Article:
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First to File--Patent Thoughts

posted by Adam Levitin

Congress just passed a bill overhauling the US patent system.  The most significant change appears to be shift from a first-to-invent to a first-to-file system.  Now, I am not a patent scholar and am wading into unfamiliar waters by opinining in any way on this shift, but it's rather fascinating to consider from a comparative perspective with security interests in personalty and realty, where first-to-file is generally the rule (with important exceptions like relation back for purchase money security interests and priority by possession or control).  

So, as I understand it, a key problem with first-to-invent was that it was rather time-consuming to determine who actually invented something first. Administratively, that seems like a cumbersome system, even if it does help protect original thinking. 

At first glance, first-to-file seems like a much easier system administratively, which will speed up the patent process and create more certainty in property rights--and certainty is the major goal of any property title system. It should eliminate litigation over priority of invention.  (Put differently, we're going to a pure race system, not even race-notice.) But I suspect that first-to-file will just put more weight on the question of whether A's filing covers the same property as B's filing. If A and B have filed for patents on separate ideas, then there's no competition in rights and no problem. The danger, it would seem, is that first-to-file might encourage prophylactic filings. I'm not sure how easy that is to do, but encouraging a race could undercut the efficiency gains by not having to adjudicate who was first to invent.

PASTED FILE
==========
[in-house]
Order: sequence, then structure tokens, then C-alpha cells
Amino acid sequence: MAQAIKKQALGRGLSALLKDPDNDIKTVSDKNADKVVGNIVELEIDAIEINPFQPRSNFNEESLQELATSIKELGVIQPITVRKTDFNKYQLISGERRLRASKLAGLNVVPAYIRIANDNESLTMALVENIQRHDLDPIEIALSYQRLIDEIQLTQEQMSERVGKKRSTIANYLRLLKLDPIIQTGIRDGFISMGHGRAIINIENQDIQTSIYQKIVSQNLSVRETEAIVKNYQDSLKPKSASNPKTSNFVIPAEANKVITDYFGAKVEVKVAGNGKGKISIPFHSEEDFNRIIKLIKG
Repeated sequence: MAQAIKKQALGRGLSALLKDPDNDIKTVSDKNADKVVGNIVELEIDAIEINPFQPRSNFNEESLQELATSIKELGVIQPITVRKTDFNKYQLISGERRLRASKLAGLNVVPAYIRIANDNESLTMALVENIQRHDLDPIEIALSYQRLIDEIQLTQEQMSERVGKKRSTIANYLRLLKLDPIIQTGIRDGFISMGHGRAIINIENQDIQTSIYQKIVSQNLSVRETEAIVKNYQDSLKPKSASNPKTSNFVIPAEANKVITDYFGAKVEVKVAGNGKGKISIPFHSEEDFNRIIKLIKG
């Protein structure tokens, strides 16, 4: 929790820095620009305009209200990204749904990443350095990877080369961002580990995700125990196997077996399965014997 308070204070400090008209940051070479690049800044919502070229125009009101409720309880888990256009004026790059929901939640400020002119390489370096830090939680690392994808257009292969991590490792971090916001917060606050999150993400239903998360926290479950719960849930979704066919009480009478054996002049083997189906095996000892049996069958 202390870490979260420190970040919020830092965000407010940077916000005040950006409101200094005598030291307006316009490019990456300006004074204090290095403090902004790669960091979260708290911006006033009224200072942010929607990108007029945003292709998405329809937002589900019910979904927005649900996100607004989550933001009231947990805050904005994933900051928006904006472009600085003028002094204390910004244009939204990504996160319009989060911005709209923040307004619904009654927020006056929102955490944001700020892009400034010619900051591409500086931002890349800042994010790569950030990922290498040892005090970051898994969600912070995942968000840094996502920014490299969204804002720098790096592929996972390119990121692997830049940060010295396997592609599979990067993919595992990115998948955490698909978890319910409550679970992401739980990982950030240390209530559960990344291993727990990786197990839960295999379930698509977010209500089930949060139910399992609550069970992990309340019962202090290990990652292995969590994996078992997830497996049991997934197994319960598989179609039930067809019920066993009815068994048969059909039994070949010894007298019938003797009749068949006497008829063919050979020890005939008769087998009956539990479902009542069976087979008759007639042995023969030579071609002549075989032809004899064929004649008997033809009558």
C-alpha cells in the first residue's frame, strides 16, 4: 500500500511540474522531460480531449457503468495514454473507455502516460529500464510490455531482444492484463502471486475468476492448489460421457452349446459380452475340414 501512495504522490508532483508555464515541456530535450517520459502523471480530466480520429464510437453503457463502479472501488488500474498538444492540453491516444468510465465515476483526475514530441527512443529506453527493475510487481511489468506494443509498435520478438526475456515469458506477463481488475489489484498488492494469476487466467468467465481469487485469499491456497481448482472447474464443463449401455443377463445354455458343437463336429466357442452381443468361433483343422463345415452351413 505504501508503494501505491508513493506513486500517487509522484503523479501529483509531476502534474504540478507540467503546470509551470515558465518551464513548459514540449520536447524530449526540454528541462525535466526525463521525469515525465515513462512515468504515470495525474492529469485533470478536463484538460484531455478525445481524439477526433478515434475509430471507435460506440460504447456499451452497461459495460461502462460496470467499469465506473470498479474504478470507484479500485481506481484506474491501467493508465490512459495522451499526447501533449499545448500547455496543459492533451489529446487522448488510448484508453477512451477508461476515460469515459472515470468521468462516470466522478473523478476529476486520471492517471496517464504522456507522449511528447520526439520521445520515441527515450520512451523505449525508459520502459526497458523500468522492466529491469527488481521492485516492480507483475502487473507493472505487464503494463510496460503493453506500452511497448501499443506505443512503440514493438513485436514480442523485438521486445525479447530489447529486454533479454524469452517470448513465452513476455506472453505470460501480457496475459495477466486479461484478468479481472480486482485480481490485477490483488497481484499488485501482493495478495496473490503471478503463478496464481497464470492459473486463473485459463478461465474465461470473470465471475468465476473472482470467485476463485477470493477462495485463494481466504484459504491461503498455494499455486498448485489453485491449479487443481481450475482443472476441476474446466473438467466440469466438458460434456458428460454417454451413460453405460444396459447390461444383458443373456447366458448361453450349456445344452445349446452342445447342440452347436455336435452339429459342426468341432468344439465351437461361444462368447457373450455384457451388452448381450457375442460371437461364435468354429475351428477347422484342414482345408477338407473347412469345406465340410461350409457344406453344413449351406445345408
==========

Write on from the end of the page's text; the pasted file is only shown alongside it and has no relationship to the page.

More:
Comments


First to invent is a very, very bad system, one would be just as well off granting the patent to the applicant with the largest bank account. Litigation on significant patents can go on for years.

First to file has it's own problems. There are enough paper patents out there with out encouraging more. A paper patent is one that has not been reduced to practice ie it is all fiction. There has been no machine built, no process demonstrated, no application demonstrated.

In 20 yrs of owning and operating a science intensive small business, I never filed for a patent on any of my innovations. There was no way I could afford to defend agenst infringment.

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